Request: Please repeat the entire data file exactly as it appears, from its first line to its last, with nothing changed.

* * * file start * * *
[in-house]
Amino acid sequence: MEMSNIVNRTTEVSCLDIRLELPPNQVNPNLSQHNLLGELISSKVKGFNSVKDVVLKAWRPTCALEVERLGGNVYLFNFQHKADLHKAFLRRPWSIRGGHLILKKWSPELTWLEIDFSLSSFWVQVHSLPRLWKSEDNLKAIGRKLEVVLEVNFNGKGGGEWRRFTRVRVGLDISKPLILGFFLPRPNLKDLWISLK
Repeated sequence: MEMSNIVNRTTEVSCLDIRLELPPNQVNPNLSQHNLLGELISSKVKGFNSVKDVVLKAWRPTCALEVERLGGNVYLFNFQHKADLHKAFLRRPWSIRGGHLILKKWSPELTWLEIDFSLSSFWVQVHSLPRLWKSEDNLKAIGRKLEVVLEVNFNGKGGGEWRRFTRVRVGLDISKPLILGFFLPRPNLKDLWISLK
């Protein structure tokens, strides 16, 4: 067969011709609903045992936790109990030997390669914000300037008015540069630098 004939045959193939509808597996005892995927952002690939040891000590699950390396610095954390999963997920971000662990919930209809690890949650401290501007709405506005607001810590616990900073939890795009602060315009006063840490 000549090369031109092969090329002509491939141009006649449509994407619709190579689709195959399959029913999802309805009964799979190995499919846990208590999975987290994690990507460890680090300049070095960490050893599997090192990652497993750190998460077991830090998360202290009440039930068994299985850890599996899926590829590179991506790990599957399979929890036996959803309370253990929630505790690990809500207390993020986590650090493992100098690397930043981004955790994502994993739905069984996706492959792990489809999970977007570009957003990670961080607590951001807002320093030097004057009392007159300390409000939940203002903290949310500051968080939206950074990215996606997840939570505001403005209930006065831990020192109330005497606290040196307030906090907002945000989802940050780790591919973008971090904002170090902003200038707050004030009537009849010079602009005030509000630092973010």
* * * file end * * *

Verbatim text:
[in-house]
Amino acid sequence: MEMSNIVNRTTEVSCLDIRLELPPNQVNPNLSQHNLLGELISSKVKGFNSVKDVVLKAWRPTCALEVERLGGNVYLFNFQHKADLHKAFLRRPWSIRGGHLILKKWSPELTWLEIDFSLSSFWVQVHSLPRLWKSEDNLKAIGRKLEVVLEVNFNGKGGGEWRRFTRVRVGLDISKPLILGFFLPRPNLKDLWISLK
Repeated sequence: MEMSNIVNRTTEVSCLDIRLELPPNQVNPNLSQHNLLGELISSKVKGFNSVKDVVLKAWRPTCALEVERLGGNVYLFNFQHKADLHKAFLRRPWSIRGGHLILKKWSPELTWLEIDFSLSSFWVQVHSLPRLWKSEDNLKAIGRKLEVVLEVNFNGKGGGEWRRFTRVRVGLDISKPLILGFFLPRPNLKDLWISLK
């Protein structure tokens, strides 16, 4: 067969011709609903045992936790109990030997390669914000300037008015540069630098 004939045959193939509808597996005892995927952002690939040891000590699950390396610095954390999963997920971000662990919930209809690890949650401290501007709405506005607001810590616990900073939890795009602060315009006063840490 000549090369031109092969090329002509491939141009006649449509994407619709190579689709195959399959029913999802309805009964799979190995499919846990208590999975987290994690990507460890680090300049070095960490050893599997090192990652497993750190998460077991830090998360202290009440039930068994299985850890599996899926590829590179991506790990599957399979929890036996959803309370253990929630505790690990809500207390993020986590650090493992100098690397930043981004955790994502994993739905069984996706492959792990489809999970977007570009957003990670961080607590951001807002320093030097004057009392007159300390409000939940203002903290949310500051968080939206950074990215996606997840939570505001403005209930006065831990020192109330005497606290040196307030906090907002945000989802940050780790591919973008971090904002170090902003200038707050004030009537009849010079602009005030509000630092973010």